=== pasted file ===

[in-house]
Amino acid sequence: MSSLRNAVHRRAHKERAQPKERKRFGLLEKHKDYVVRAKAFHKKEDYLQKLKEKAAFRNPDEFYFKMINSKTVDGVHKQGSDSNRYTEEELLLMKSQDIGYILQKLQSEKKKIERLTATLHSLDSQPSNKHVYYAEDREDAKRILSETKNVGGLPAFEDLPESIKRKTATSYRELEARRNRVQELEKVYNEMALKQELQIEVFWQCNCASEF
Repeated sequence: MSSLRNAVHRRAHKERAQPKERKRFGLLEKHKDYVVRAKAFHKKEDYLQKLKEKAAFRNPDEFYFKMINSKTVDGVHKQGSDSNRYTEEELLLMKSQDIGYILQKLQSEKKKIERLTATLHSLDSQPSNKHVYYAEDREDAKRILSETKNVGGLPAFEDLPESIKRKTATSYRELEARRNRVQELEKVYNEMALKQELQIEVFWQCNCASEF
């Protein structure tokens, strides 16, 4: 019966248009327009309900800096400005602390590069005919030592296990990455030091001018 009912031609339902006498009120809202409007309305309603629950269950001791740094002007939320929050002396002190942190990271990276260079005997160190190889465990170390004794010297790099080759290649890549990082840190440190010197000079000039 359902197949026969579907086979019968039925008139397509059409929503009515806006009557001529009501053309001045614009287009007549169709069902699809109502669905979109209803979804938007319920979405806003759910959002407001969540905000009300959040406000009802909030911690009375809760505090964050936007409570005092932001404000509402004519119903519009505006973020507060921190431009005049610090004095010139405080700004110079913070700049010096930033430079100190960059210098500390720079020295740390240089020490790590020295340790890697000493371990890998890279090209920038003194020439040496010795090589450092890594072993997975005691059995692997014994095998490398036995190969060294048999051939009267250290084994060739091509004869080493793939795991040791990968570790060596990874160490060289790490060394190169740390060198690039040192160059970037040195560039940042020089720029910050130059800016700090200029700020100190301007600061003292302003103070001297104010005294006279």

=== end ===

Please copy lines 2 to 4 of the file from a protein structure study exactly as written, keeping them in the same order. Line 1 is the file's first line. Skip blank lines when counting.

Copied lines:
Amino acid sequence: MSSLRNAVHRRAHKERAQPKERKRFGLLEKHKDYVVRAKAFHKKEDYLQKLKEKAAFRNPDEFYFKMINSKTVDGVHKQGSDSNRYTEEELLLMKSQDIGYILQKLQSEKKKIERLTATLHSLDSQPSNKHVYYAEDREDAKRILSETKNVGGLPAFEDLPESIKRKTATSYRELEARRNRVQELEKVYNEMALKQELQIEVFWQCNCASEF
Repeated sequence: MSSLRNAVHRRAHKERAQPKERKRFGLLEKHKDYVVRAKAFHKKEDYLQKLKEKAAFRNPDEFYFKMINSKTVDGVHKQGSDSNRYTEEELLLMKSQDIGYILQKLQSEKKKIERLTATLHSLDSQPSNKHVYYAEDREDAKRILSETKNVGGLPAFEDLPESIKRKTATSYRELEARRNRVQELEKVYNEMALKQELQIEVFWQCNCASEF
């Protein structure tokens, strides 16, 4: 019966248009327009309900800096400005602390590069005919030592296990990455030091001018 009912031609339902006498009120809202409007309305309603629950269950001791740094002007939320929050002396002190942190990271990276260079005997160190190889465990170390004794010297790099080759290649890549990082840190440190010197000079000039 359902197949026969579907086979019968039925008139397509059409929503009515806006009557001529009501053309001045614009287009007549169709069902699809109502669905979109209803979804938007319920979405806003759910959002407001969540905000009300959040406000009802909030911690009375809760505090964050936007409570005092932001404000509402004519119903519009505006973020507060921190431009005049610090004095010139405080700004110079913070700049010096930033430079100190960059210098500390720079020295740390240089020490790590020295340790890697000493371990890998890279090209920038003194020439040496010795090589450092890594072993997975005691059995692997014994095998490398036995190969060294048999051939009267250290084994060739091509004869080493793939795991040791990968570790060596990874160490060289790490060394190169740390060198690039040192160059970037040195560039940042020089720029910050130059800016700090200029700020100190301007600061003292302003103070001297104010005294006279």